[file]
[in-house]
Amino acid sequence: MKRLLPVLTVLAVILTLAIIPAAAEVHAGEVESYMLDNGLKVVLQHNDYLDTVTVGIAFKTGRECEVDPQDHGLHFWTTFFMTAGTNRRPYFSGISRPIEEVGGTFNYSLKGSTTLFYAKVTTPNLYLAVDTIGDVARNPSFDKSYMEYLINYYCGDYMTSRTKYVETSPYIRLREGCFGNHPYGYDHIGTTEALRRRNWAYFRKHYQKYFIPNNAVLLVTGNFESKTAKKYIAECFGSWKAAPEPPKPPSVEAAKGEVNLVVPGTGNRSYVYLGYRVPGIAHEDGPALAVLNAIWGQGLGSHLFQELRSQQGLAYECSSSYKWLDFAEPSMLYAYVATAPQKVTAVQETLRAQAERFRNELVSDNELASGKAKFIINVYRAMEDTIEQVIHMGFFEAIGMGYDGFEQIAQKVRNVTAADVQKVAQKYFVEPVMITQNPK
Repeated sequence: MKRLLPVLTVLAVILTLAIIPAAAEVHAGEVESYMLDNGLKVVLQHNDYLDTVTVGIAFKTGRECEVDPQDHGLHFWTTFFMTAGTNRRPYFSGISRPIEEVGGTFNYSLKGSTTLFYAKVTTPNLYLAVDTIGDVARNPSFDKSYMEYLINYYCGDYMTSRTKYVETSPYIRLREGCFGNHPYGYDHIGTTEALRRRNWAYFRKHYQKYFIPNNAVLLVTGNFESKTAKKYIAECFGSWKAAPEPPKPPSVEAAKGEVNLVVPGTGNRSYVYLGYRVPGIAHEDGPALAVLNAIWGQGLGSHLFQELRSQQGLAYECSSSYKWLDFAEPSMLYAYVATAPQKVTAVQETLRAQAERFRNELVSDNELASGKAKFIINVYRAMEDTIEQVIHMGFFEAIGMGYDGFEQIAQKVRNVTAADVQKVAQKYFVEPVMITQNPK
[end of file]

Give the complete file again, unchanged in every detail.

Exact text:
[in-house]
Amino acid sequence: MKRLLPVLTVLAVILTLAIIPAAAEVHAGEVESYMLDNGLKVVLQHNDYLDTVTVGIAFKTGRECEVDPQDHGLHFWTTFFMTAGTNRRPYFSGISRPIEEVGGTFNYSLKGSTTLFYAKVTTPNLYLAVDTIGDVARNPSFDKSYMEYLINYYCGDYMTSRTKYVETSPYIRLREGCFGNHPYGYDHIGTTEALRRRNWAYFRKHYQKYFIPNNAVLLVTGNFESKTAKKYIAECFGSWKAAPEPPKPPSVEAAKGEVNLVVPGTGNRSYVYLGYRVPGIAHEDGPALAVLNAIWGQGLGSHLFQELRSQQGLAYECSSSYKWLDFAEPSMLYAYVATAPQKVTAVQETLRAQAERFRNELVSDNELASGKAKFIINVYRAMEDTIEQVIHMGFFEAIGMGYDGFEQIAQKVRNVTAADVQKVAQKYFVEPVMITQNPK
Repeated sequence: MKRLLPVLTVLAVILTLAIIPAAAEVHAGEVESYMLDNGLKVVLQHNDYLDTVTVGIAFKTGRECEVDPQDHGLHFWTTFFMTAGTNRRPYFSGISRPIEEVGGTFNYSLKGSTTLFYAKVTTPNLYLAVDTIGDVARNPSFDKSYMEYLINYYCGDYMTSRTKYVETSPYIRLREGCFGNHPYGYDHIGTTEALRRRNWAYFRKHYQKYFIPNNAVLLVTGNFESKTAKKYIAECFGSWKAAPEPPKPPSVEAAKGEVNLVVPGTGNRSYVYLGYRVPGIAHEDGPALAVLNAIWGQGLGSHLFQELRSQQGLAYECSSSYKWLDFAEPSMLYAYVATAPQKVTAVQETLRAQAERFRNELVSDNELASGKAKFIINVYRAMEDTIEQVIHMGFFEAIGMGYDGFEQIAQKVRNVTAADVQKVAQKYFVEPVMITQNPK